Because we wear shoes and boots, it can be hard for us to notice problems with walking surfaces, so stay tuned to your companion when out for a walk If he appears skittish about walking on a particular surface, assume there is a reason and let him move to an area he’s more comfortable with.
Alternatively, consider a set of boots for your dog. It might take him a while to get used to them, but they’re one of the best ways to protect his feet from hot asphalt or road salt. Be sure to choose well made quality boots that can be properly itted to your dog.
4. Pollution alert
Smog and pollution are unavoidable in the city. On hot humid summer days, and sometimes even on mild damp winter days, the air may be declared “poor” and the public advised to take precautions. Don’t let your animal overexert himself on such days, and be sure he has a retreat from the smoggy air. Provide him with plenty of fresh water, especially when it’s hot.
Remember also that dogs or cats walked alongside slowmoving trafic are snout level to car exhaust. Minimize your companion’s exposure to the fumes by avoiding roads tied up in trafic jams, using side streets or a park, and keeping him on the inside of the sidewalk.
You can also protect your animal from the negative effects of pollution by keeping his immune system healthy with a high quality, well balanced diet and minimal vaccines.
5. Strays and wildlife
Your heart may go out to the many homeless dogs and cats found in cities, but resist the temptation to introduce them to your own animal or take them into your home. Even if the stray seems friendly, he could be carrying an infectious disease and/or react violently once he encounters your own dog or cat.
Instead, call a no-kill shelter to pick up the stray. They’ll give him food and shelter and, if necessary and wherever possible, help socialize him and turn him into an adoptable companion. If the stray is approachable and youwish to adopt him yourself, take him to the vet irst to make sure he’s healthy and able to safely interact with other animals. Introduce him to your own companion slowly and gradually; your vet can give you some tips on how to do this.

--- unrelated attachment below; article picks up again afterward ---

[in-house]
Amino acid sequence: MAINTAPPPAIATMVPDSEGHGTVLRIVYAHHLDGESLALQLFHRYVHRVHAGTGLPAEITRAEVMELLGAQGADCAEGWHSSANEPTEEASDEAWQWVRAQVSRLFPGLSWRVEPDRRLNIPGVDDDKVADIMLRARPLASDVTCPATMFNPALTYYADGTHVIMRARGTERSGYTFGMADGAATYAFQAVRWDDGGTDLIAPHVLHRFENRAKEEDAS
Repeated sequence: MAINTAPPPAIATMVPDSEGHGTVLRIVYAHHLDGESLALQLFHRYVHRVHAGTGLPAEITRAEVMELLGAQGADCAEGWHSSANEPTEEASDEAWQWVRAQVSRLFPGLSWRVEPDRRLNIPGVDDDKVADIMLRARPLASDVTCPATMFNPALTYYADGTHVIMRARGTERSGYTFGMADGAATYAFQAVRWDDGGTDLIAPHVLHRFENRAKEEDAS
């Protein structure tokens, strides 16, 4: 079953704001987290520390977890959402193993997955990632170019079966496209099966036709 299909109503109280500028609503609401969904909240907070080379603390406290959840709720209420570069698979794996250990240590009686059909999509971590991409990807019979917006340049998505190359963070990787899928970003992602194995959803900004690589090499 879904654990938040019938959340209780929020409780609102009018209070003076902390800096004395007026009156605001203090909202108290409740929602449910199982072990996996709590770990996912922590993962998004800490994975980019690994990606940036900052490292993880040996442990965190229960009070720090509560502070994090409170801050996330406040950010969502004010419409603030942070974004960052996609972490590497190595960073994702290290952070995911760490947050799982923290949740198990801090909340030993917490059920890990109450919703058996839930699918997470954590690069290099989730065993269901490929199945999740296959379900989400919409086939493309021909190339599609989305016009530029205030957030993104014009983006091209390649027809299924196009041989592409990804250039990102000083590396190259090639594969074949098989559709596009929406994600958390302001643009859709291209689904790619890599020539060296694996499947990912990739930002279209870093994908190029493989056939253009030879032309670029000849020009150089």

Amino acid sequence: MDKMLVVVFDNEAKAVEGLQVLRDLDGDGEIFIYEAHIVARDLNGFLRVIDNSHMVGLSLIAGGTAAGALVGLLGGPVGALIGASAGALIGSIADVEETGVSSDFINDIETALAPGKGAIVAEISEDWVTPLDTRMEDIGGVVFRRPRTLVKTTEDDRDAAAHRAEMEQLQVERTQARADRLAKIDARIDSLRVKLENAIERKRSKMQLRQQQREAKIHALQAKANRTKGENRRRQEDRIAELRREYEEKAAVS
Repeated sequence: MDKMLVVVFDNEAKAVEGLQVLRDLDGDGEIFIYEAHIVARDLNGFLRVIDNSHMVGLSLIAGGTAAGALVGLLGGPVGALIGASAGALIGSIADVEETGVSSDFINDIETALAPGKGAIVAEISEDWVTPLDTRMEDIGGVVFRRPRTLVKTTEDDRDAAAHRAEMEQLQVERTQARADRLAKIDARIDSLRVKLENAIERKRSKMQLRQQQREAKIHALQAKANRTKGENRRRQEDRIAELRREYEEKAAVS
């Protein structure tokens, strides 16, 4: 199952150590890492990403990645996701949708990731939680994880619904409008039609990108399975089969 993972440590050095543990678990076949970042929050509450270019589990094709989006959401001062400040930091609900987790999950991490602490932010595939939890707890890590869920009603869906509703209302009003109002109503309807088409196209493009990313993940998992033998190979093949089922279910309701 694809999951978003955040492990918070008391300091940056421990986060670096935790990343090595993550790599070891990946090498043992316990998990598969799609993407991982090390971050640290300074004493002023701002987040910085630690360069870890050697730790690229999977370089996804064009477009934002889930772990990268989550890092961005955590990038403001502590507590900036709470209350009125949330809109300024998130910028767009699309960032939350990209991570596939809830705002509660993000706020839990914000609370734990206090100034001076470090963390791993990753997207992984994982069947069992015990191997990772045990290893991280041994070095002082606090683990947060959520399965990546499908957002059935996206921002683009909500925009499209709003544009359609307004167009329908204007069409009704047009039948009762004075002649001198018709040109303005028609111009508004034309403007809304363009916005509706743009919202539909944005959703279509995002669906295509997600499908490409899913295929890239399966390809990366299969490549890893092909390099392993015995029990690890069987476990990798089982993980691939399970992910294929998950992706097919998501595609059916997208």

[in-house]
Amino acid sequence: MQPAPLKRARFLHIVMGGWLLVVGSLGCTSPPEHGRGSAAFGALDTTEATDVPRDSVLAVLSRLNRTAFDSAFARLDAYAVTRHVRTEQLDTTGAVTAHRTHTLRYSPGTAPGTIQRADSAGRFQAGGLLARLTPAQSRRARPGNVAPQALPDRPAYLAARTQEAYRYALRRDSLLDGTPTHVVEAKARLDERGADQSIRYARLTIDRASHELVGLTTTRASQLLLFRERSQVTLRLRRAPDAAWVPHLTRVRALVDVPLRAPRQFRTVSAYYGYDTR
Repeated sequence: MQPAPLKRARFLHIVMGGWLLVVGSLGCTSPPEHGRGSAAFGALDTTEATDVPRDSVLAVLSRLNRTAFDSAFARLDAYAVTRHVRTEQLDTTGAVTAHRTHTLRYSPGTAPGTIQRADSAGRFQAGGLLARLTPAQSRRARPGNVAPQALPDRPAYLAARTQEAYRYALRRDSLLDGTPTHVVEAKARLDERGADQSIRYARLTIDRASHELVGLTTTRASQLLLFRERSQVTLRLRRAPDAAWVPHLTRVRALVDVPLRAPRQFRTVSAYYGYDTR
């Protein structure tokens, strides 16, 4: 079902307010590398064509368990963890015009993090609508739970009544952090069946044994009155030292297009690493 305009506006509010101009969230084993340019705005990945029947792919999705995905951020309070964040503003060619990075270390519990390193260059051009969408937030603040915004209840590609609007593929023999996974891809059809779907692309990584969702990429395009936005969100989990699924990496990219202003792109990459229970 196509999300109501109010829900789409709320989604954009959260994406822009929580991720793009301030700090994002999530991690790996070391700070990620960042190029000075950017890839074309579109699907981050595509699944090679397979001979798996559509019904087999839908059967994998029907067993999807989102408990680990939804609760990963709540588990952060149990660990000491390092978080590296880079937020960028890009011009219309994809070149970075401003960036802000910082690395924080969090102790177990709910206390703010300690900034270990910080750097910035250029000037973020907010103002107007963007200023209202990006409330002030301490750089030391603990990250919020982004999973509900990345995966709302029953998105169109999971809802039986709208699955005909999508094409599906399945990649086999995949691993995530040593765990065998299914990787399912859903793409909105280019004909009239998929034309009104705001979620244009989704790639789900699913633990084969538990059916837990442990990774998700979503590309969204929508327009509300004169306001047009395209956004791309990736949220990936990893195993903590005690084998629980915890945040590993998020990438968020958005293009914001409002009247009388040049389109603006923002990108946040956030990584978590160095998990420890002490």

Cities are often home to wild animals such as raccoons and foxes that have lost their natural habitats due to urban sprawl and are trying to survive the best they can along with humanity. They almost never mix happily with dogs and cats, so don’t let your companion come into contact with them.
City life is full of adventures that you and your companion can explore together. By taking these simple precautions, you can do so safely.
The crowded hectic conditions found in most cities can stress many animals. Here’s how to help your companion cope.
• Slowly introduce a new or young animal to the bustle of crowds.
• Start by taking him out during less busy times of day, then work your way up.
• Keep abreast with local goings-on and adjust your plans as needed. Crowds from sports events, festivals or conventions can add chaos to your animal’s usual route.
• If you travel together on a subway, ride outside of rush hour whenever possible, and be sure your dog is properly restrained.
• If your dog is frequently the target of curious children, don’t hesitate to explain to his admirers how he best likes to be approached.